I’d love to reconnect with the place and its people. I know that Varanasi has changed enormously since I was there. I even heard that a MacDonald’s has opened, which I guess in one way is just another layer of history, another symbol fighting for space in the city skyline.
My time in India allowed me to look at Australia with fresh eyes. We too have complex layers of history, some of them many thousands of years older, but unfortunately in Australia these sites and their stories are often overlooked or undervalued.
I know you are fan of the writings of feminist and cultural theorist Elizabeth Grosz. In her book Chaos, Territory, Art (2008), she discusses how art can be seen as a ‘mode of sensation’ that enables our bodies to experience and transform the universe: ‘Art is the opening up of the universe to becoming-other, just as science is the opening up of the universe to practical action, to becoming-useful and philosophy is the opening up of the universe to thought-becoming’ (23).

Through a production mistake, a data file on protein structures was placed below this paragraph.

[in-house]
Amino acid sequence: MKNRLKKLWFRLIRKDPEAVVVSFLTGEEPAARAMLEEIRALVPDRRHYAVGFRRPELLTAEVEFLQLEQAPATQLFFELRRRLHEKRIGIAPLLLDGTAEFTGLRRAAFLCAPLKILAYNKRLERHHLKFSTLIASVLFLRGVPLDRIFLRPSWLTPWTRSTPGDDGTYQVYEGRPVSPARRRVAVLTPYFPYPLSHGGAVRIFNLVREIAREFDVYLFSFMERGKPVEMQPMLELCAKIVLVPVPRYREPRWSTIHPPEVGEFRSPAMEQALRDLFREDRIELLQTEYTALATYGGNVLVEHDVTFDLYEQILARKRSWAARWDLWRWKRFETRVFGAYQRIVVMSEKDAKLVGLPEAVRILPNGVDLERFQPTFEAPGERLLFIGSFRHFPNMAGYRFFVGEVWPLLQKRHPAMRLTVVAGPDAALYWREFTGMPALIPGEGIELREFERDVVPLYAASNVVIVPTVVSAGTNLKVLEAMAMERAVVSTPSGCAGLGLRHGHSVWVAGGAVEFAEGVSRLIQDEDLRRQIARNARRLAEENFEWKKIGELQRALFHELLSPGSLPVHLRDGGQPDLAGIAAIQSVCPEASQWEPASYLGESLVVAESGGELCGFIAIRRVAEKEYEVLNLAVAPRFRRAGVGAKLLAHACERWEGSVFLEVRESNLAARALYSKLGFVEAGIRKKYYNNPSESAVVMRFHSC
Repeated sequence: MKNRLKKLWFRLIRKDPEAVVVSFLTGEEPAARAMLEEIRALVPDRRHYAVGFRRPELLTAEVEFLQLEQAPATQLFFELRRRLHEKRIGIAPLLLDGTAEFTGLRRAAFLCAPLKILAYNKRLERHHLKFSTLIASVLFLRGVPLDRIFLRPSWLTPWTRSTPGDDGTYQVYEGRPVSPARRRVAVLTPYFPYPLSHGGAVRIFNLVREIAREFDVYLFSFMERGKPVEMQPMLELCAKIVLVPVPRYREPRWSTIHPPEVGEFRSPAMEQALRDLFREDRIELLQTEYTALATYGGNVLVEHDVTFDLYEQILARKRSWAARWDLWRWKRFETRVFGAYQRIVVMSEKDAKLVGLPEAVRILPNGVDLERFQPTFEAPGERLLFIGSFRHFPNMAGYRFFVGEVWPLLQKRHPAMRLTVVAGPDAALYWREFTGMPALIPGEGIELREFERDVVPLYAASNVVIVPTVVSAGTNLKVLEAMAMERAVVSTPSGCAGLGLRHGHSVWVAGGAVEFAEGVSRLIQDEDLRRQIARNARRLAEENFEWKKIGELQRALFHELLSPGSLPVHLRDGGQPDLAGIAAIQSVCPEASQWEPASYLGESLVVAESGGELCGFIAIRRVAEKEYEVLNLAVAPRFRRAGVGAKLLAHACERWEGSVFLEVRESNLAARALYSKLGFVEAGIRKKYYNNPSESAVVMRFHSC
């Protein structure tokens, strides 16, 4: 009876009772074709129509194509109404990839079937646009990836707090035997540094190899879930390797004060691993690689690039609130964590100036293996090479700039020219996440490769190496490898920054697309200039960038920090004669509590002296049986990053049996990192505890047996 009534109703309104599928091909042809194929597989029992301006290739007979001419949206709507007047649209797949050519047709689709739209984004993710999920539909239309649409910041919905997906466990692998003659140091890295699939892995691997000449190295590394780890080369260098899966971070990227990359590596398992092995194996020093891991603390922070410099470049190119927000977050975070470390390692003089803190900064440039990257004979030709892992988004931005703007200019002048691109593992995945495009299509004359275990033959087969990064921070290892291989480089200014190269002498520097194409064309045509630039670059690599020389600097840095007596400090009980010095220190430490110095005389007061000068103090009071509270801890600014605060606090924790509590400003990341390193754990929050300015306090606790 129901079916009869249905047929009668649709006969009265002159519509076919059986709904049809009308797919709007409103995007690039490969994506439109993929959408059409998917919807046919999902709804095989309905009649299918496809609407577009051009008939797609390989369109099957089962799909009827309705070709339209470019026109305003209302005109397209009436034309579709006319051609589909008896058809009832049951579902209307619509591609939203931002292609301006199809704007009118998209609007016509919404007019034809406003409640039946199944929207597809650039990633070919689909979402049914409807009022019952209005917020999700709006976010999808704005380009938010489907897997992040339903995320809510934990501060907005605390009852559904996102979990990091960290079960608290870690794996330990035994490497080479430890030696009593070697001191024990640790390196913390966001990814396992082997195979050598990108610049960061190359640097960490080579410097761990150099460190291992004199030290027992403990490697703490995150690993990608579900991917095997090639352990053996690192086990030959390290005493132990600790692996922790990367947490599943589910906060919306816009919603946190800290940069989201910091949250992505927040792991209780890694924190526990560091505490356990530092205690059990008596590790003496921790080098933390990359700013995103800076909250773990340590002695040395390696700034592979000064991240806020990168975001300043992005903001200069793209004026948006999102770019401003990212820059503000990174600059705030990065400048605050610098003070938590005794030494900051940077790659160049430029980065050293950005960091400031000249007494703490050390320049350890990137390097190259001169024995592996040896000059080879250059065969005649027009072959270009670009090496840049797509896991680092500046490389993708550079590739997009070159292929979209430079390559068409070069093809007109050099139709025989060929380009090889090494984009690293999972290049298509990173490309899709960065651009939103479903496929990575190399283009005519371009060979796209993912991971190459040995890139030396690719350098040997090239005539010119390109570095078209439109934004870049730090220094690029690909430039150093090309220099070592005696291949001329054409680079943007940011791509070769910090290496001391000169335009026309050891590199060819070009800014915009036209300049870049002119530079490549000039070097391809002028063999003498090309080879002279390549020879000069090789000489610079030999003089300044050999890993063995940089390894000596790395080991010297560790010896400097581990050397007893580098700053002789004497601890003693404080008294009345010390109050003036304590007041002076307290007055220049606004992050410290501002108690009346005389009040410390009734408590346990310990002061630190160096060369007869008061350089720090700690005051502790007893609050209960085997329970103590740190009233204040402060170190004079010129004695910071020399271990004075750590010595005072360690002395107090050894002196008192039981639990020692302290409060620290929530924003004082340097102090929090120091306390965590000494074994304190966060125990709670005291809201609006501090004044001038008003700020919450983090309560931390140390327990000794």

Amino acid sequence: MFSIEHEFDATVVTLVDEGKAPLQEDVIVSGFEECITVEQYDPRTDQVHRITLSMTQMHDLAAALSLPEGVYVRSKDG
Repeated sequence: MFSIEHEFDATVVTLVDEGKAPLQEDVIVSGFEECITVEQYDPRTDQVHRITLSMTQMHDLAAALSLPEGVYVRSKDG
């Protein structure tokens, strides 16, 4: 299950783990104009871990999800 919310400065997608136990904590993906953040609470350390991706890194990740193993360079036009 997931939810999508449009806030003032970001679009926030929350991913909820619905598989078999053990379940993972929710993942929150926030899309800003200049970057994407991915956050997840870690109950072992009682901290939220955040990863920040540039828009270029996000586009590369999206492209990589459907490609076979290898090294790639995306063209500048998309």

I like this idea—that through something physical we make or do, a larger set of events shifts and moves. Can you discuss this idea with respect to your own practice?
I first discovered Grosz through her most recent texts, where she applies Darwinian theory of evolution and sexual selection to the origin of art. She isn’t the first to cross these ideas but she caught me at a time when I was revisiting Darwin’s On the Origin of Species around the 150th anniversary of the publication. Her writing draws me in; it has a poetic rhythm, not unlike Darwin’s entangled bank.
Grosz gives me a philosophical context for making artwork today. To think that art is intrinsic to our existence is empowering. As artists we are momentarily borrowing from the excess of materials and sensations available to us, extracting something from the chaos just long enough so that, as it is transformed, we unleash a new set of sensations into the world.